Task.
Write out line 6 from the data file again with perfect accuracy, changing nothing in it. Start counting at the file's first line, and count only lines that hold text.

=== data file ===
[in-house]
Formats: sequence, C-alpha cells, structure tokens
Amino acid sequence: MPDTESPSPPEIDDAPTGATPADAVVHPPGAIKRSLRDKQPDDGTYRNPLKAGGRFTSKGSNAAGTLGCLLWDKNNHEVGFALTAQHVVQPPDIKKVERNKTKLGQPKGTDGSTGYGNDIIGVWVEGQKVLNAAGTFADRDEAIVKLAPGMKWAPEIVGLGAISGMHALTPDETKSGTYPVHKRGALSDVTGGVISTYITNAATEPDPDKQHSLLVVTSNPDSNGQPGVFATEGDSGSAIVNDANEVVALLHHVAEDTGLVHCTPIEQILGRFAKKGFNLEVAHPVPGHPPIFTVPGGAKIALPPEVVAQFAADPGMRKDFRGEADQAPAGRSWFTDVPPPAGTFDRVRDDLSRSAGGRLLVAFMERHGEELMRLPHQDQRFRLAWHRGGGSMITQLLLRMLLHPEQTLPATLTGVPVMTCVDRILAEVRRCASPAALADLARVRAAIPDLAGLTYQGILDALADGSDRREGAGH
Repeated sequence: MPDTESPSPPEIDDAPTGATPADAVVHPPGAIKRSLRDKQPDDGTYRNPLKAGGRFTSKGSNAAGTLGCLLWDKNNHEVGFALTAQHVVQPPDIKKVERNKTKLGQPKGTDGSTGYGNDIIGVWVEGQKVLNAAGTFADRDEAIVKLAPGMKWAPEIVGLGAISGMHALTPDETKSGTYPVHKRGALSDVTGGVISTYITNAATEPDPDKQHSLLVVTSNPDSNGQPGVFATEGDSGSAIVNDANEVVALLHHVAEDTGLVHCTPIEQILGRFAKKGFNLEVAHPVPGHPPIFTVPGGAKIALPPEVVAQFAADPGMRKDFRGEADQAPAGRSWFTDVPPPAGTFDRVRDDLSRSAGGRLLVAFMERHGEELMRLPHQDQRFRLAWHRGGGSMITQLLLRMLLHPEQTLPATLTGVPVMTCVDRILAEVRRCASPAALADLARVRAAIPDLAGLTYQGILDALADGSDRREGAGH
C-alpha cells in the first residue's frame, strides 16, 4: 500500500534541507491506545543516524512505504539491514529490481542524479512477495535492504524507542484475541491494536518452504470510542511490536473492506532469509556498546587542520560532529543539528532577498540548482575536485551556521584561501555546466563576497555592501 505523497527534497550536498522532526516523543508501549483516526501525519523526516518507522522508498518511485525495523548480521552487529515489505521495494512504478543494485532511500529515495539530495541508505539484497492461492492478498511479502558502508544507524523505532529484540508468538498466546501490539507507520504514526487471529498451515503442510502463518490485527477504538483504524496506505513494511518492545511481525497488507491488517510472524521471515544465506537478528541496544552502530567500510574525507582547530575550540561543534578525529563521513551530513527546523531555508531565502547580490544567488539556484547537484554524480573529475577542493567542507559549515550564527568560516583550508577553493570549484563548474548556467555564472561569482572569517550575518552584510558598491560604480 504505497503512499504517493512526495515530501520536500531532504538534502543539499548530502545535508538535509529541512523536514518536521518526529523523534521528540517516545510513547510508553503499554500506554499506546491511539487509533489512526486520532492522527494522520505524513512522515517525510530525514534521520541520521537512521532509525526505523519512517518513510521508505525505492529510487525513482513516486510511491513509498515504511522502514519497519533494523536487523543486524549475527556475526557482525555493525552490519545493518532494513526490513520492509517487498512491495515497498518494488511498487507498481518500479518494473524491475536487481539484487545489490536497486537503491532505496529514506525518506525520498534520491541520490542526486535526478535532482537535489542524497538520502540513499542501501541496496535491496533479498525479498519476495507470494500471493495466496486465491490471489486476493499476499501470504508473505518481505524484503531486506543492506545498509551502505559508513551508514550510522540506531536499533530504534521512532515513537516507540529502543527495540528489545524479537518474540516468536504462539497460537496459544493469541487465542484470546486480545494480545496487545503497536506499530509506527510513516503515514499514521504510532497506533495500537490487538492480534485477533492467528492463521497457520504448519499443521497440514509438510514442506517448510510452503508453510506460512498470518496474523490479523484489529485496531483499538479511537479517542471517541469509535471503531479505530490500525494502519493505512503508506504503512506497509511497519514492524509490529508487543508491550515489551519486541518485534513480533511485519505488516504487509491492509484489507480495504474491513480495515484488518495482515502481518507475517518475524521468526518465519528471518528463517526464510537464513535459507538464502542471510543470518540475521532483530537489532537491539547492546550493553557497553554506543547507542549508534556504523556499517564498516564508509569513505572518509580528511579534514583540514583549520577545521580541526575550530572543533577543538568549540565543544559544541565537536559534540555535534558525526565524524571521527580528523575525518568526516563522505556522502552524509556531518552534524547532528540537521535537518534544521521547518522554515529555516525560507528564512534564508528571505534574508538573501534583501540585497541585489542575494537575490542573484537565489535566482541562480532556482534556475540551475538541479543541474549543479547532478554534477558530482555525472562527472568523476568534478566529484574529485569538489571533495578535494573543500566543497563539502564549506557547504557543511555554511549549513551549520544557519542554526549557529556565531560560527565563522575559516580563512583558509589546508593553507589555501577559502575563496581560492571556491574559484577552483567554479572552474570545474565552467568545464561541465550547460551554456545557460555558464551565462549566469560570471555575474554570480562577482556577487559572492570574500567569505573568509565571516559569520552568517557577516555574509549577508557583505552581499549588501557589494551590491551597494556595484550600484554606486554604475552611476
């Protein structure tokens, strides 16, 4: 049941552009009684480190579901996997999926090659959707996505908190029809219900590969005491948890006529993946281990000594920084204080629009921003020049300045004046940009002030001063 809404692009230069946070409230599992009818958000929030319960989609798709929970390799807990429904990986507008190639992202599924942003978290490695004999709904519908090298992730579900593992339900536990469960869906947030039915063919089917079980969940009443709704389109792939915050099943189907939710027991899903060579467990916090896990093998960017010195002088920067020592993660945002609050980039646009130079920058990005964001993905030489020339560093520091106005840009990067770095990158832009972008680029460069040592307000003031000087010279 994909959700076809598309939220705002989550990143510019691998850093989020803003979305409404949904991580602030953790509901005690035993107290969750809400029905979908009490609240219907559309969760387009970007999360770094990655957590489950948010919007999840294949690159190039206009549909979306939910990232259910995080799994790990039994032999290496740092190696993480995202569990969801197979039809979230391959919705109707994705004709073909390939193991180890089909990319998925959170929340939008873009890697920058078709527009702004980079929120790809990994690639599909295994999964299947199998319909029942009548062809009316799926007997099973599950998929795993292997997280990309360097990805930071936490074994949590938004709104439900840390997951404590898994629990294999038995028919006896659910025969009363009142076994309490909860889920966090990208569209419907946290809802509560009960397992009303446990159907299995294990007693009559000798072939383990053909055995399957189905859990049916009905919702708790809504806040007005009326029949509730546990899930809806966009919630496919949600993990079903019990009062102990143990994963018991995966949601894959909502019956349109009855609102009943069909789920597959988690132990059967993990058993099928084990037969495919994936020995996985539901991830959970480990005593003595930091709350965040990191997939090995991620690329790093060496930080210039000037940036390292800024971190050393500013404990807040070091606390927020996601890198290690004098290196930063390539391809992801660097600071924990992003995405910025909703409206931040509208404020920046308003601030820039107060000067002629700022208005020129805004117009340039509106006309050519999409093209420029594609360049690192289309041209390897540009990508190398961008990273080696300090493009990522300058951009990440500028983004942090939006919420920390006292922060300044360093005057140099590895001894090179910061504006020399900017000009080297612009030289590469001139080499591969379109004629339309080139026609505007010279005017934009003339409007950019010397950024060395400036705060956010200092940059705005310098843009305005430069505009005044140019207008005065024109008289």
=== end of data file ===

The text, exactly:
């Protein structure tokens, strides 16, 4: 049941552009009684480190579901996997999926090659959707996505908190029809219900590969005491948890006529993946281990000594920084204080629009921003020049300045004046940009002030001063 809404692009230069946070409230599992009818958000929030319960989609798709929970390799807990429904990986507008190639992202599924942003978290490695004999709904519908090298992730579900593992339900536990469960869906947030039915063919089917079980969940009443709704389109792939915050099943189907939710027991899903060579467990916090896990093998960017010195002088920067020592993660945002609050980039646009130079920058990005964001993905030489020339560093520091106005840009990067770095990158832009972008680029460069040592307000003031000087010279 994909959700076809598309939220705002989550990143510019691998850093989020803003979305409404949904991580602030953790509901005690035993107290969750809400029905979908009490609240219907559309969760387009970007999360770094990655957590489950948010919007999840294949690159190039206009549909979306939910990232259910995080799994790990039994032999290496740092190696993480995202569990969801197979039809979230391959919705109707994705004709073909390939193991180890089909990319998925959170929340939008873009890697920058078709527009702004980079929120790809990994690639599909295994999964299947199998319909029942009548062809009316799926007997099973599950998929795993292997997280990309360097990805930071936490074994949590938004709104439900840390997951404590898994629990294999038995028919006896659910025969009363009142076994309490909860889920966090990208569209419907946290809802509560009960397992009303446990159907299995294990007693009559000798072939383990053909055995399957189905859990049916009905919702708790809504806040007005009326029949509730546990899930809806966009919630496919949600993990079903019990009062102990143990994963018991995966949601894959909502019956349109009855609102009943069909789920597959988690132990059967993990058993099928084990037969495919994936020995996985539901991830959970480990005593003595930091709350965040990191997939090995991620690329790093060496930080210039000037940036390292800024971190050393500013404990807040070091606390927020996601890198290690004098290196930063390539391809992801660097600071924990992003995405910025909703409206931040509208404020920046308003601030820039107060000067002629700022208005020129805004117009340039509106006309050519999409093209420029594609360049690192289309041209390897540009990508190398961008990273080696300090493009990522300058951009990440500028983004942090939006919420920390006292922060300044360093005057140099590895001894090179910061504006020399900017000009080297612009030289590469001139080499591969379109004629339309080139026609505007010279005017934009003339409007950019010397950024060395400036705060956010200092940059705005310098843009305005430069505009005044140019207008005065024109008289």